Tar Heel Nation
In honor of my new home, North Carolina, I decided to dig into why the state is known as the “Tar Heel” state. I had heard a story years ago, something about slaves delivering tar from the many pine trees in the eastern part of the state on their backs to the ships bound for England, and the tar dripping from the containers left behind their footprints on the boardwalks in front of the ships. That notion is only one of the stories around the name, as I quickly discovered when I started investigating.
One version of the story places its origins at the time of the Revolutionary War, when General Cornwallis invaded the state with his British troops. As they marched through a river in the eastern part of the state, they slogged through a bed of tar, placed in the river by North Carolina soldiers to slow down the march. Not only did the soldiers exit the river with tar on their highly polished boots, but their tar-heeled footprints left tracks that could be easily followed by the American soldiers.
The modern term probably began in the 1800s, and was then known as “rosin heels,” so named to describe the lower class of workers, who got their hands and bodies dirty from their labor. “Rosin heels” refers to the rosin from the abundant pine trees in the area. Rosin was used in the making of turpentine, and it dripped from the bark of the trees, if they were scored with axes, or entire forests of pine were cut and burned to form the rosin. Then, each collection point had to be cleared out with a paddle transferring the rosin into a barrel. It was tedious and messy work in the hot and humid summer months and the workers typically went barefoot. Imagine the tar footprints left behind at these pine fields.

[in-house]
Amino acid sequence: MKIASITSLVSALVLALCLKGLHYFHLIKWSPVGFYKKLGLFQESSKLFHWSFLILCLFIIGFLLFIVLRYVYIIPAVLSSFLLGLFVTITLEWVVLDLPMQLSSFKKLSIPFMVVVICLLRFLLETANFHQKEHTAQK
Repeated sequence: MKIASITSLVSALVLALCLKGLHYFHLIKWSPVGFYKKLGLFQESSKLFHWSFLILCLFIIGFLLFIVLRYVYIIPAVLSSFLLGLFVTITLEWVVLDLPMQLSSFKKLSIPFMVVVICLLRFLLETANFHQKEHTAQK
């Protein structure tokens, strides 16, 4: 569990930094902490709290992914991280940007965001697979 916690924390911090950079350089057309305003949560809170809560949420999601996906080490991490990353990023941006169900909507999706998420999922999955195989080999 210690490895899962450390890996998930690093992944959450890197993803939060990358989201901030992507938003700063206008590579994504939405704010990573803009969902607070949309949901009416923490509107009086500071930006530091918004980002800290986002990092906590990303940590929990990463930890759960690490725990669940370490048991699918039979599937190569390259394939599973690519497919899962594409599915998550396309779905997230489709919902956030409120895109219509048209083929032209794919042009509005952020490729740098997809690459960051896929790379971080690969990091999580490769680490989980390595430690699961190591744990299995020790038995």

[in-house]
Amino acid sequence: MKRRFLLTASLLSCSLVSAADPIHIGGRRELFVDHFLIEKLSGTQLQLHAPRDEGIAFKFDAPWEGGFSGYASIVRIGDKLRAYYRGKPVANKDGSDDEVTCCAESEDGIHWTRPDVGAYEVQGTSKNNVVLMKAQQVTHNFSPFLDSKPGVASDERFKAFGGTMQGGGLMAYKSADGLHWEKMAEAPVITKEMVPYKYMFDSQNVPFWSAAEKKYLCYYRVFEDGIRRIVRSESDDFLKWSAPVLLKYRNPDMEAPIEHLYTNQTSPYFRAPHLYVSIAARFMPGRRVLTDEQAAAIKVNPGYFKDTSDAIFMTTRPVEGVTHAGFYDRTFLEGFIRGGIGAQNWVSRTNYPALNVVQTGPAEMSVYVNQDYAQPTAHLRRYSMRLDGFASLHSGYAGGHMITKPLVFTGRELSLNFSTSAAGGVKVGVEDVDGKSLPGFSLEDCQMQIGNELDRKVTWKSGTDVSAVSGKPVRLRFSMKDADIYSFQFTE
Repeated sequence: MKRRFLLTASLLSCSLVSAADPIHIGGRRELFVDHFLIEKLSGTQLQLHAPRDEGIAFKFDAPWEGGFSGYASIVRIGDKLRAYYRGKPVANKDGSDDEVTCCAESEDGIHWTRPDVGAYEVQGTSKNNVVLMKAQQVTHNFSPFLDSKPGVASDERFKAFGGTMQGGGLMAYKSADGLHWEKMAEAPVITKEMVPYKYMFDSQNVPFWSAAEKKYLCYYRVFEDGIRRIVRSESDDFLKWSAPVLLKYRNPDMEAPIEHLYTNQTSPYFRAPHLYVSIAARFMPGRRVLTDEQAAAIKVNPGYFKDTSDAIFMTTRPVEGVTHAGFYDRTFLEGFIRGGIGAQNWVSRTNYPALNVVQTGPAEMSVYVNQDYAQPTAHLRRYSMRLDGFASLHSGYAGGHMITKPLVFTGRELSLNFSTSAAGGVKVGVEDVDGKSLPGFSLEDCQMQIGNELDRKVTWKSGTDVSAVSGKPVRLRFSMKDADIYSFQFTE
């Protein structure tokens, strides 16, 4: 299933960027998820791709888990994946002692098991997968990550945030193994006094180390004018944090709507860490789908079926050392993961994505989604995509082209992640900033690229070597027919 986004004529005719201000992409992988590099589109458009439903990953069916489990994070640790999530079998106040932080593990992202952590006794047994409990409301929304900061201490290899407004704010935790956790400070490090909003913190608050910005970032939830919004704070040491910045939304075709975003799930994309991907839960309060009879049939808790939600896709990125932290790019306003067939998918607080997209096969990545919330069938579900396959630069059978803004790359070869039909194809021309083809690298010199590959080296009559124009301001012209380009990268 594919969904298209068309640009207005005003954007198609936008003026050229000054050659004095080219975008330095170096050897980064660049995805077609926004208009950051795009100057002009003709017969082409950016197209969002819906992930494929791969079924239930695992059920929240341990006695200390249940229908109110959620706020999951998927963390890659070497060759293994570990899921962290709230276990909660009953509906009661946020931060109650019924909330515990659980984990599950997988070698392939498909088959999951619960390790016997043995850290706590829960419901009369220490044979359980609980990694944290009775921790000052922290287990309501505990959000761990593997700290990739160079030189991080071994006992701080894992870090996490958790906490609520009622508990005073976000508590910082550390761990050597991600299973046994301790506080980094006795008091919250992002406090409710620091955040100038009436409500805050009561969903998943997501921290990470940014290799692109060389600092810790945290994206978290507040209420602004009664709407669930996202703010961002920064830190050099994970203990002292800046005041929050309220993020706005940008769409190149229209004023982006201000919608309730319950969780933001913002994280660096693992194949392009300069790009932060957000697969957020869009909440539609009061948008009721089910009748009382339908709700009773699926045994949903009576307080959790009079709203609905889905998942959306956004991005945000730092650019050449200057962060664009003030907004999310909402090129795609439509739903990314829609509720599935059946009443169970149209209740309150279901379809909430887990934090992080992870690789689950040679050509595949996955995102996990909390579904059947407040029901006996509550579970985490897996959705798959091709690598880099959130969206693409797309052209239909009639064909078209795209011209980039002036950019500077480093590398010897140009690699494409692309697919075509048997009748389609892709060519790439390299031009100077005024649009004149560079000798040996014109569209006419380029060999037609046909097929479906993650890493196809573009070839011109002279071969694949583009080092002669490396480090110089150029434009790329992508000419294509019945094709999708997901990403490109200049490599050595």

Another version of the story places the time line during the Civil War. When the going got tough, some of the soldiers threatened to retreat from battle. The North Carolina contingent threatened to put tar on the heels of the reluctant soldiers to keep them in the battle. It was noted the North Carolina boys stuck to their jobs as if they had tar on their heels. General Robert E. Lee was said to have commented, “God bless the Tar Heel boys!”
Tar, pitch and turpentine from the pine trees were major resources exported by the North Carolina colony for the British navy. Tar and pitch were used to coat the bottom of the wooden ships to make them watertight. At its peak, nearly 100,000 barrels of tar and pitch were sent annually to England.
This early meaning of the word underwent a change during the Civil War. Its derogatory beginnings morphed into an accolade. North Carolina soldiers called themselves “Tar Heels” as a matter of state pride. It’s now even the official nickname of UNC sports teams.